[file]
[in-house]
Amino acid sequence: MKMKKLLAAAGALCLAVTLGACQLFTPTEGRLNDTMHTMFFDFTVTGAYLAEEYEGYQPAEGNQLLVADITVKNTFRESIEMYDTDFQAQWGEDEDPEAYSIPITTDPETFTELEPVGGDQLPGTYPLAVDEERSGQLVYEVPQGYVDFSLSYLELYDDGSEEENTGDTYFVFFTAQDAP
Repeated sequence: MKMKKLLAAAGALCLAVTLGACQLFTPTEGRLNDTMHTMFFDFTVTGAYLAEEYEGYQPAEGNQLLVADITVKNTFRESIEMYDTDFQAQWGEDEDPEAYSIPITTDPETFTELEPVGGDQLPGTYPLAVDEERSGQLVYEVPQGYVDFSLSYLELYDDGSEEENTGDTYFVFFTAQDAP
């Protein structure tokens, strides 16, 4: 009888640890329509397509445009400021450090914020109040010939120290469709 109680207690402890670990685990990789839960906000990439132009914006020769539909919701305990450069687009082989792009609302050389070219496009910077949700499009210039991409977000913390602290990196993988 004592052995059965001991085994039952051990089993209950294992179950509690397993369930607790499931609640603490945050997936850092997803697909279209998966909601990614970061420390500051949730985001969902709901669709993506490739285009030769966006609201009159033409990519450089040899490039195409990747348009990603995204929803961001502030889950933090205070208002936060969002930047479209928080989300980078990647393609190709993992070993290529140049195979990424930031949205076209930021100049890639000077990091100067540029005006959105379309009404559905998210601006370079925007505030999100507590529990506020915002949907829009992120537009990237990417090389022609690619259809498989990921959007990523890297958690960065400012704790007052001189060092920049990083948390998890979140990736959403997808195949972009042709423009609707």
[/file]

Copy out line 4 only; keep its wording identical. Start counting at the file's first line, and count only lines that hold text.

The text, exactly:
């Protein structure tokens, strides 16, 4: 009888640890329509397509445009400021450090914020109040010939120290469709 109680207690402890670990685990990789839960906000990439132009914006020769539909919701305990450069687009082989792009609302050389070219496009910077949700499009210039991409977000913390602290990196993988 004592052995059965001991085994039952051990089993209950294992179950509690397993369930607790499931609640603490945050997936850092997803697909279209998966909601990614970061420390500051949730985001969902709901669709993506490739285009030769966006609201009159033409990519450089040899490039195409990747348009990603995204929803961001502030889950933090205070208002936060969002930047479209928080989300980078990647393609190709993992070993290529140049195979990424930031949205076209930021100049890639000077990091100067540029005006959105379309009404559905998210601006370079925007505030999100507590529990506020915002949907829009992120537009990237990417090389022609690619259809498989990921959007990523890297958690960065400012704790007052001189060092920049990083948390998890979140990736959403997808195949972009042709423009609707």